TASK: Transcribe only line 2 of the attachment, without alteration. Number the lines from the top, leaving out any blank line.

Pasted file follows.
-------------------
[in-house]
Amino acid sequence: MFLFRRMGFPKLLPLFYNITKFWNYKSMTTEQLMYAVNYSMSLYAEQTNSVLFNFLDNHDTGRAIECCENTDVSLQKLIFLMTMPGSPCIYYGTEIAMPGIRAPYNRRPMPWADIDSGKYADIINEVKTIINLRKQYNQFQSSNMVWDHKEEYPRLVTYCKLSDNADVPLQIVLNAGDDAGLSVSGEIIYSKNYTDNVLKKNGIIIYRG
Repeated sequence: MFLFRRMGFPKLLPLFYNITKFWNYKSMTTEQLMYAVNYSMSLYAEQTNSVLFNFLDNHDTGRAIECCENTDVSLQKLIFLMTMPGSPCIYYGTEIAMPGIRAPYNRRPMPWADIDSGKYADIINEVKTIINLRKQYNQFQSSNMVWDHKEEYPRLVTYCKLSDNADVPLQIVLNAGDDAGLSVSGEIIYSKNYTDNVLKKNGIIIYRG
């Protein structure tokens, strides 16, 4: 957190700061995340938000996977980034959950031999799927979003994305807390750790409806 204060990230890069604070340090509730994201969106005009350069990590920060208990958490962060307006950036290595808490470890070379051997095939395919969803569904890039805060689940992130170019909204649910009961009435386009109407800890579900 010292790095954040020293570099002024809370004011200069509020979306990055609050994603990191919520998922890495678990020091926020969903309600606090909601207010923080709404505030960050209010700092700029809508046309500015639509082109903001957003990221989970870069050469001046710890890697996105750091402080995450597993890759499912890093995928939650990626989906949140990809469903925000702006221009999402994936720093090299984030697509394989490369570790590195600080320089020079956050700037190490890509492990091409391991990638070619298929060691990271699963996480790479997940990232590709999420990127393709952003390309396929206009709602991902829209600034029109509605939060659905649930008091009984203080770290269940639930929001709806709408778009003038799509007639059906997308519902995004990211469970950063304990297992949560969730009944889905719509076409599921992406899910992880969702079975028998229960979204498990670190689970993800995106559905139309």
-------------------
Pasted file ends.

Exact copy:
Amino acid sequence: MFLFRRMGFPKLLPLFYNITKFWNYKSMTTEQLMYAVNYSMSLYAEQTNSVLFNFLDNHDTGRAIECCENTDVSLQKLIFLMTMPGSPCIYYGTEIAMPGIRAPYNRRPMPWADIDSGKYADIINEVKTIINLRKQYNQFQSSNMVWDHKEEYPRLVTYCKLSDNADVPLQIVLNAGDDAGLSVSGEIIYSKNYTDNVLKKNGIIIYRG